Blind valuation one
Blind valuation two
Blind valuation three
The big reveal
I can now reveal the names of the three companies.
1. Gencor Industries, Inc. (DE) (NASDAQ:GENC)
A manufacturer of heavy machinery used in the production of highway construction materials, synthetic fuels, and environmental control equipment.
- Current share price $9.64
- Market capitalization: $91.80 million
2. Carriage Services, Inc. (NYSE:CSV)
Provider of death care services and merchandise in the United States. The Company operates in two segments: funeral home operations and cemetery operations.
- Current share price $24.75
- Market capitalization: $458.09 million
3. McRae Industries (OTCMKTS:MCRAA)
A manufacturer of boot products targeted to the western/lifestyle and work boot markets. The Company’s principal lines of business are manufacturing and selling military combat boots and importing and selling western and work boots.
- Current share price $29.40
- Market capitalization: $72.20 million
Clearly, these are all very different businesses, and, as a result, each one should be valued differently.
The responses were varied for the whole group, but, on the whole, a net-nets approach was the most favored method for valuing company number one. Responses ranged from $9.30 to $11.
Using Ben Graham’s formula for finding the net current asset value per share (Current Assets- Total Liabilities/Shares Outstanding), using only the figures supplied, Gencor’s NCAV per share stands at $9.295.
Carriage Services is growing rapidly in a defensive, low-growth industry and is generating significant amounts of free cash flow. Over the past five years, the company’s revenue has expanded at a CAGR of 4.9%, net profit at 17.6% and free cash flow at 13.3%. Book value has grown at a CAGR of 10.7% over the period. Carriage is growing and becoming more efficient as it gets bigger. ROE has doubled over the past five years, and ROA has increased by 150%.
The one thing I didn’t note about Carriage is the fact that the company is a consolidator. The group has become extremely proficient at consolidating assets during the past few years. Therefore, there’s no reason why the company can’t continue to grow at the rate it has been since 2009.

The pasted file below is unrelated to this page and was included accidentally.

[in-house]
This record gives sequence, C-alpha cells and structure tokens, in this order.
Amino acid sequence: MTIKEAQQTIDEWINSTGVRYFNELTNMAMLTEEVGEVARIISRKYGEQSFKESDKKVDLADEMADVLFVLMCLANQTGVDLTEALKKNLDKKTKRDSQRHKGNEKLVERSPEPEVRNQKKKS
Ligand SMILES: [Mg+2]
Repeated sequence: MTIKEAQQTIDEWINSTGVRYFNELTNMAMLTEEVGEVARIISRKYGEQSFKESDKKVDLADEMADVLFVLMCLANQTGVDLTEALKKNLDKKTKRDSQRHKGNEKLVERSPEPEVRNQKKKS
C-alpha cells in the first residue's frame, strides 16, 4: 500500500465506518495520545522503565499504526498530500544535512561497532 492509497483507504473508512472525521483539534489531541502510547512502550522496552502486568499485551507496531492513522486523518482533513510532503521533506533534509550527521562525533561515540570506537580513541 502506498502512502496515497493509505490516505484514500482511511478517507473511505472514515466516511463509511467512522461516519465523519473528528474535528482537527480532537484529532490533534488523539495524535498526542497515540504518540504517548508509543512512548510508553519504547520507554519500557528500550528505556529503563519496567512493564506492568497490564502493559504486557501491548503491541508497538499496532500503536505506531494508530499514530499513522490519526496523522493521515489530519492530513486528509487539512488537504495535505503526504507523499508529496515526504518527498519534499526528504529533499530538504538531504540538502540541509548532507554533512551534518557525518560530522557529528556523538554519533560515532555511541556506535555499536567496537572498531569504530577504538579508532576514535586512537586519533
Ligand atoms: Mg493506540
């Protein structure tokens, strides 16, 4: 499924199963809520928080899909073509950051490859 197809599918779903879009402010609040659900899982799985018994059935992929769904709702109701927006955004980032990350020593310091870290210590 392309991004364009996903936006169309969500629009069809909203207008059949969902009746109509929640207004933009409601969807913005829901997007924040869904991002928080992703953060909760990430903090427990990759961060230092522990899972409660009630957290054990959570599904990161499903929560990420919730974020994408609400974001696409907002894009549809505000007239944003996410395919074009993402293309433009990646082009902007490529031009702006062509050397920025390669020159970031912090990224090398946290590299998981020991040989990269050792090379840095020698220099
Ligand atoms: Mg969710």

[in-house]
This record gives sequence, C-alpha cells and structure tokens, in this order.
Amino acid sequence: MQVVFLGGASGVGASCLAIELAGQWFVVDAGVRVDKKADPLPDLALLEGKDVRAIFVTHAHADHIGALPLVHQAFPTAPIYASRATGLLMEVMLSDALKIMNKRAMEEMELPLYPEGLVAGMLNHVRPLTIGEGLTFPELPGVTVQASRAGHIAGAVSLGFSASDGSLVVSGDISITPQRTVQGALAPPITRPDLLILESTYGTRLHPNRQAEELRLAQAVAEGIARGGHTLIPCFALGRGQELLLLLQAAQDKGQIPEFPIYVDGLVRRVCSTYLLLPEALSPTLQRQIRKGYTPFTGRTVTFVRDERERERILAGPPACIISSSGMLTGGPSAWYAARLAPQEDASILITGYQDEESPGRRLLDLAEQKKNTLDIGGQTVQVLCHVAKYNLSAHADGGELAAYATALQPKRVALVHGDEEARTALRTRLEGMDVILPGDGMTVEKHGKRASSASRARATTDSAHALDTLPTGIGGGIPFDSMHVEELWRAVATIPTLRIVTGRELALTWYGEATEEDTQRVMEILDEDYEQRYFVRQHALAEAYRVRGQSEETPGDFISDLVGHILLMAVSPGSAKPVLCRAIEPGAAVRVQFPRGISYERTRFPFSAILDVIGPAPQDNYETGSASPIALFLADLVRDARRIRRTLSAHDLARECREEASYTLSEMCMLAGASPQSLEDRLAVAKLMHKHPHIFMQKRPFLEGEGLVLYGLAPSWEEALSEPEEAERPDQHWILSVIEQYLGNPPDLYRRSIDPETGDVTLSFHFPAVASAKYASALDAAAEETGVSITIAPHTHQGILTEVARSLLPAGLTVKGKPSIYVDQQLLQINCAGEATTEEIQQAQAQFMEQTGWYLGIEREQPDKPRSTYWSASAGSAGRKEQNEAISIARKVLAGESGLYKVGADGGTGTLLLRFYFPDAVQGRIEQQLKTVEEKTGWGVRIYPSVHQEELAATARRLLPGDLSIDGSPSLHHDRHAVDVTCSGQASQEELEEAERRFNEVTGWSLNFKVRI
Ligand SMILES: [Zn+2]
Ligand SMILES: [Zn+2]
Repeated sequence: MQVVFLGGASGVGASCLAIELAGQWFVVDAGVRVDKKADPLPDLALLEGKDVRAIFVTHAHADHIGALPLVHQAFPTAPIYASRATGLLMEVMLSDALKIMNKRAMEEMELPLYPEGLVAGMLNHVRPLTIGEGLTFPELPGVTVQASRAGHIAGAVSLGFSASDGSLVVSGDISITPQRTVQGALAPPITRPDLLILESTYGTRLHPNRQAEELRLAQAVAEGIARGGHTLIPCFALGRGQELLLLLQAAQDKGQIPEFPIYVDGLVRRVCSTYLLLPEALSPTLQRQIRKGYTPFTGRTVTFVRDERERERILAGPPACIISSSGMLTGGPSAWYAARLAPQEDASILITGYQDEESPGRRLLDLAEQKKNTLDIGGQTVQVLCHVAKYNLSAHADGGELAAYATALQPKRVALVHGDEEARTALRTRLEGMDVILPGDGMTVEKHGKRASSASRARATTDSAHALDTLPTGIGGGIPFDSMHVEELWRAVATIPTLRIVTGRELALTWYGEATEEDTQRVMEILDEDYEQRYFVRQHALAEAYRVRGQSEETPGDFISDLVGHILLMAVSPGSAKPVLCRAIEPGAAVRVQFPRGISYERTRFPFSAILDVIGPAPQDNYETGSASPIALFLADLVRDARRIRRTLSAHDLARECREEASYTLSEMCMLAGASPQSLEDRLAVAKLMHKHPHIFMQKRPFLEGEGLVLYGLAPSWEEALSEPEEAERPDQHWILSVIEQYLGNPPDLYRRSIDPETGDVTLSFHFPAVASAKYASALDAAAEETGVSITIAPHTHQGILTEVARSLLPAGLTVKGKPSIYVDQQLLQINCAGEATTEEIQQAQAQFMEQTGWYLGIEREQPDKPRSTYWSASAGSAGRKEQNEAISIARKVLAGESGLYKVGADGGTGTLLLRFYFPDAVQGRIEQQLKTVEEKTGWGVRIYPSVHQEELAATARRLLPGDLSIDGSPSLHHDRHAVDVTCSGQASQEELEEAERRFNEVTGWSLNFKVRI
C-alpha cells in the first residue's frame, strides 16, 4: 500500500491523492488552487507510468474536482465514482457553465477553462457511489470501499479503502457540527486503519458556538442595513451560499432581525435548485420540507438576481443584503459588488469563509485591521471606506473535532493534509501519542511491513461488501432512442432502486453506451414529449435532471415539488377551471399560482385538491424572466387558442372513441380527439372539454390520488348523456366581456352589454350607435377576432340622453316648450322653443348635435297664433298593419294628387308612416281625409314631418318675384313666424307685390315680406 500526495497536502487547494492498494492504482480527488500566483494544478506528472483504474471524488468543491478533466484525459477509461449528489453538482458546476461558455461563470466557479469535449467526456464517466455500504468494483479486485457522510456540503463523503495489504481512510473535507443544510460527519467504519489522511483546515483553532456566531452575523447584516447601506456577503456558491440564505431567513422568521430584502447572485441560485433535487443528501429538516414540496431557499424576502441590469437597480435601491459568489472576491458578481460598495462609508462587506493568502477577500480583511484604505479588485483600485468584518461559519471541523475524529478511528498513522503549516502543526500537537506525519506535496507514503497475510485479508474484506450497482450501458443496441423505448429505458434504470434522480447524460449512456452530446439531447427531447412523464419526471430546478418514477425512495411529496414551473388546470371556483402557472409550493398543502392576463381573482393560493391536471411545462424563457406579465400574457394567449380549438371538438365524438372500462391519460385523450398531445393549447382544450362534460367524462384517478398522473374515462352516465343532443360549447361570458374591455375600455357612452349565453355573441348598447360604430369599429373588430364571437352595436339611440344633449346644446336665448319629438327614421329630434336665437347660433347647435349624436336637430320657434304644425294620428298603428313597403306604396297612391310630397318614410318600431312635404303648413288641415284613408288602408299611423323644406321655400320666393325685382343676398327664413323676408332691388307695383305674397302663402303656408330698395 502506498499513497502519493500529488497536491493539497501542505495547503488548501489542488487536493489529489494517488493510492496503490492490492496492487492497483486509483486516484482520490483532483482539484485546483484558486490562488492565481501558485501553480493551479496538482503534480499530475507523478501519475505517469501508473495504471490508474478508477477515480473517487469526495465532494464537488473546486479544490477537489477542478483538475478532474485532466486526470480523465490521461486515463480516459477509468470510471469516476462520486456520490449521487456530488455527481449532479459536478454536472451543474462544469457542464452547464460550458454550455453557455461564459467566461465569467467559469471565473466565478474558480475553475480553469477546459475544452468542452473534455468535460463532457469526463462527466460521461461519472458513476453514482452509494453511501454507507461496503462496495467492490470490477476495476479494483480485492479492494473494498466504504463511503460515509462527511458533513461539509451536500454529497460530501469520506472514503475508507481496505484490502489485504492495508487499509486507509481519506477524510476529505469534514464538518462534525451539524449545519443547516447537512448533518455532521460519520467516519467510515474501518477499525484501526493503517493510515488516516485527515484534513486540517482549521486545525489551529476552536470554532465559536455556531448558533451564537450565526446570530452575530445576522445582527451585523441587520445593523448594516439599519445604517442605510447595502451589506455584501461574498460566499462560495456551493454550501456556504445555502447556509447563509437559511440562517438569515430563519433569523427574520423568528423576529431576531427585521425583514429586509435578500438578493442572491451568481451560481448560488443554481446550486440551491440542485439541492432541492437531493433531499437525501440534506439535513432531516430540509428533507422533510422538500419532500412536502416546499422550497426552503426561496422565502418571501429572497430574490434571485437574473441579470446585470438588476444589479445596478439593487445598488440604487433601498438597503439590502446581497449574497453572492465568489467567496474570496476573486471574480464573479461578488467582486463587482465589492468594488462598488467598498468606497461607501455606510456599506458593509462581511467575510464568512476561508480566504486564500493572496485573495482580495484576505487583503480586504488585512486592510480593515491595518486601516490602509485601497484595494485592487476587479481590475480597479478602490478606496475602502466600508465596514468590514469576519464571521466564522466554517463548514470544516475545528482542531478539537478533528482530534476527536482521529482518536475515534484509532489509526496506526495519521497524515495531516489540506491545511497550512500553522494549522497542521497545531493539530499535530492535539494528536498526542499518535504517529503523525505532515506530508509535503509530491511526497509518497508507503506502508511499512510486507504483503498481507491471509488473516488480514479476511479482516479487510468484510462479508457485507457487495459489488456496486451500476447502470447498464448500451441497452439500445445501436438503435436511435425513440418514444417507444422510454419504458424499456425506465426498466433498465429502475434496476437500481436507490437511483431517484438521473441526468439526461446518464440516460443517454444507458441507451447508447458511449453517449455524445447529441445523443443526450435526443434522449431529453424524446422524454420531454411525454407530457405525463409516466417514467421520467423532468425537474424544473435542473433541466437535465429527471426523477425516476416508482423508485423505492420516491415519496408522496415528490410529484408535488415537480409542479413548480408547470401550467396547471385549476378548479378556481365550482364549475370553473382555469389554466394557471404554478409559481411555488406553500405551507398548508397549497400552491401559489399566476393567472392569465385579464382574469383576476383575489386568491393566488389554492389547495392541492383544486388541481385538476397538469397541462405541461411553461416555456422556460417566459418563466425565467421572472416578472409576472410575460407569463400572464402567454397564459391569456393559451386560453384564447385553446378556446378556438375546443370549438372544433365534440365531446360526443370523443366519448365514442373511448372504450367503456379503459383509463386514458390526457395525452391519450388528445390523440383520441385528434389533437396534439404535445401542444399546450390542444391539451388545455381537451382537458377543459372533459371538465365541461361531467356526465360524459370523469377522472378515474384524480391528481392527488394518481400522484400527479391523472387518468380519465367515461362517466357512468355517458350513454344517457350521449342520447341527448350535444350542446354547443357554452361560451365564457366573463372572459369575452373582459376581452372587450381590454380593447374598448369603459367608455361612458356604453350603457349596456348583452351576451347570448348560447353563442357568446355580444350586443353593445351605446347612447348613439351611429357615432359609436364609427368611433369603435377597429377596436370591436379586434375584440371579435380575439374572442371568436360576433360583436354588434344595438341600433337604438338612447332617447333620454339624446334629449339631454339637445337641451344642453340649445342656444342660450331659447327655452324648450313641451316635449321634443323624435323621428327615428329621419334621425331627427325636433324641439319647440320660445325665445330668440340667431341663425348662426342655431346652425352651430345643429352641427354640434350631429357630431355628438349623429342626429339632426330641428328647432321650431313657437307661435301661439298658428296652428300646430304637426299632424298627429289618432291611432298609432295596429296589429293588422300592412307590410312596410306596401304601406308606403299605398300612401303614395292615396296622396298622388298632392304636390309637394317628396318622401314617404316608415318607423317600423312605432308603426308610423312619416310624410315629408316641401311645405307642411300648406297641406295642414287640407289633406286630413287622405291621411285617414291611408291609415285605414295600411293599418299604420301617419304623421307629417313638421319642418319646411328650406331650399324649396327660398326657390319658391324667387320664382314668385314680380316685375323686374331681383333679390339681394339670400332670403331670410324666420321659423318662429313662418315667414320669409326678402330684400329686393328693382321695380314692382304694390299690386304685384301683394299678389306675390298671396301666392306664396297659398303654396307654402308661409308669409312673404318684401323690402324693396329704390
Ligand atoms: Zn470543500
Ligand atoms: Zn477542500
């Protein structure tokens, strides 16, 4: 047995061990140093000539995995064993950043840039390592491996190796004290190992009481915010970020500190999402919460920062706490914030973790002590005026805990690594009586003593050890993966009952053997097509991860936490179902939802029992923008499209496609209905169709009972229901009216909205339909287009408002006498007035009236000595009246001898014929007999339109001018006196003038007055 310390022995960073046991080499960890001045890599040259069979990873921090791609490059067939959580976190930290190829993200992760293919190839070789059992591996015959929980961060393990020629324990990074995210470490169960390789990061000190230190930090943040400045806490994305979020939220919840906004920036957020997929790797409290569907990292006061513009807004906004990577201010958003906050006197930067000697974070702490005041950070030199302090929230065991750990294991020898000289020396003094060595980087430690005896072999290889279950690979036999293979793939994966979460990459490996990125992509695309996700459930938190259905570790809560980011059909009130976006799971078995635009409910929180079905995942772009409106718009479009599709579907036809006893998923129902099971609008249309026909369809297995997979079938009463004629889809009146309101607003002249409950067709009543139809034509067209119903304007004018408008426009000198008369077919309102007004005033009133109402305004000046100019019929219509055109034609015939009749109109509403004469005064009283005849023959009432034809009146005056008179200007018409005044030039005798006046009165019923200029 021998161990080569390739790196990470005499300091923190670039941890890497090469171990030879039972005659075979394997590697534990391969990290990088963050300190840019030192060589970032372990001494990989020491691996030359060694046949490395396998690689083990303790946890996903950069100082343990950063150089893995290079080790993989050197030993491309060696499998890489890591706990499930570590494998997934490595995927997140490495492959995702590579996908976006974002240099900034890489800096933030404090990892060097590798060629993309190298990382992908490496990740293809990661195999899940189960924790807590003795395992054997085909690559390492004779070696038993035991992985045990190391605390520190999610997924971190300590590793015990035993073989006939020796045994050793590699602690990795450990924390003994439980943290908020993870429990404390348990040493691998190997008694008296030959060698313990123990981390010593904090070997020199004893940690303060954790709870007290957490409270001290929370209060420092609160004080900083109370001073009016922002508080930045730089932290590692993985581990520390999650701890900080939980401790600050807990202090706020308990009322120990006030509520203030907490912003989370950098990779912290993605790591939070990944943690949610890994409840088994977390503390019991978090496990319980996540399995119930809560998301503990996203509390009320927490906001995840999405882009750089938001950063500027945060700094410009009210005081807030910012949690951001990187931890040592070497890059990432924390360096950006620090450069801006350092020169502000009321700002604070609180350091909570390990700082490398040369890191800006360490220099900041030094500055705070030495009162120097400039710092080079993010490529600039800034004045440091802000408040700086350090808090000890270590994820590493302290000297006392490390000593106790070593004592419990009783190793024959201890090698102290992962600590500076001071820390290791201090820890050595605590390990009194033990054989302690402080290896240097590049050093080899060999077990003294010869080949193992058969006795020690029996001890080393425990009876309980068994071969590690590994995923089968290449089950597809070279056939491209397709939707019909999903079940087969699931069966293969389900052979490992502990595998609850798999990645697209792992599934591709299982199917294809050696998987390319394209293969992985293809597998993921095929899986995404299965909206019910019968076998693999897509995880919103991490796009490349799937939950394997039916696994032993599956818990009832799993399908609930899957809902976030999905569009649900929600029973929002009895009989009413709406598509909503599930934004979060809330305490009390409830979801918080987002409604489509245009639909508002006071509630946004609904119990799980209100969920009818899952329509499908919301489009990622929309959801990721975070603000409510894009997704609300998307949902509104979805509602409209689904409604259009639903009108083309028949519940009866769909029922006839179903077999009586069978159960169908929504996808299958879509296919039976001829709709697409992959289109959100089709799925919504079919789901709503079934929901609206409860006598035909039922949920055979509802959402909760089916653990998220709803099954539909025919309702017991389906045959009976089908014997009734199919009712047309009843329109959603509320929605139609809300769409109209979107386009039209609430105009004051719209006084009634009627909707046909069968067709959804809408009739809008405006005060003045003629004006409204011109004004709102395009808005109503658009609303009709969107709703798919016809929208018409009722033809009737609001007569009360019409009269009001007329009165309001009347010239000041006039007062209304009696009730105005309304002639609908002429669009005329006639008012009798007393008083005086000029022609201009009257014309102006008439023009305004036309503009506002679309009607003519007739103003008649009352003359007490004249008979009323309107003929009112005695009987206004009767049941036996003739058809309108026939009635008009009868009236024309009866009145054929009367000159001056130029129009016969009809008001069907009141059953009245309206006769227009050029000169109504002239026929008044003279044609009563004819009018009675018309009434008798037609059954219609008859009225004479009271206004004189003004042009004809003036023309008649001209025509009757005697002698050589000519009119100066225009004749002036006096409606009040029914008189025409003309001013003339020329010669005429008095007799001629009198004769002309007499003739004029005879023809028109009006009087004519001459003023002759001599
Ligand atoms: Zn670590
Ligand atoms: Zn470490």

Using a DCF analysis, based on Carriage’s current sustainable current free cash flow of $12.9 million, if the company’s cash flow continues to expand at 13% per annum for the next four years, before settling into a long-term growth rate of 10% and using a discount rate of 13%, which is higher than average but lower than the rate of 15% I’d usually use, we arrive at an implied valuation of $29.04. At this price Carriage would be trading at a historic P/E of 32.9, around the same as its closest listed peer, Service Corp International, which currently trades at a historic P/E of 32.8.
Answers for Carriage were extremely varied. They ranged from $9.42 to $25.18.
And lastly, blind valuation three, McRae Industries. Target prices for this stock ranged from $25.70 to $54.67 based on several different valuation metrics. The low-end valuation, $25.70 was based on McRae’s net asset value. Jeff Sciscilo submitted the higher price target using the following analysis:
1) BV in 2014 was $62.45M, we take a normalized ROE of 11.8% to get our normalized Net Income of $7.357M or $3.02 per share. We then multiply that by a mid-cycle normalized market multiple of 16x to get our price target of $48. In the current market and the growth of the company demand a premium of let’s say 20x normalized EPS, or $60. Assuming a required rate of return we get to $54.54/sh ($60/1.10) to get the price you would want to pay TODAY.
2) Due to a high period of current growth, extrapolating current revenue and net income growth rates is difficult. If we apply an H-model to normalized FCF using a short term growth rate of 20% (average of NI and Rev Growth rates) over the next 10 years and a terminal growth rate of 6% with a required rate of 10% you come to $54.67.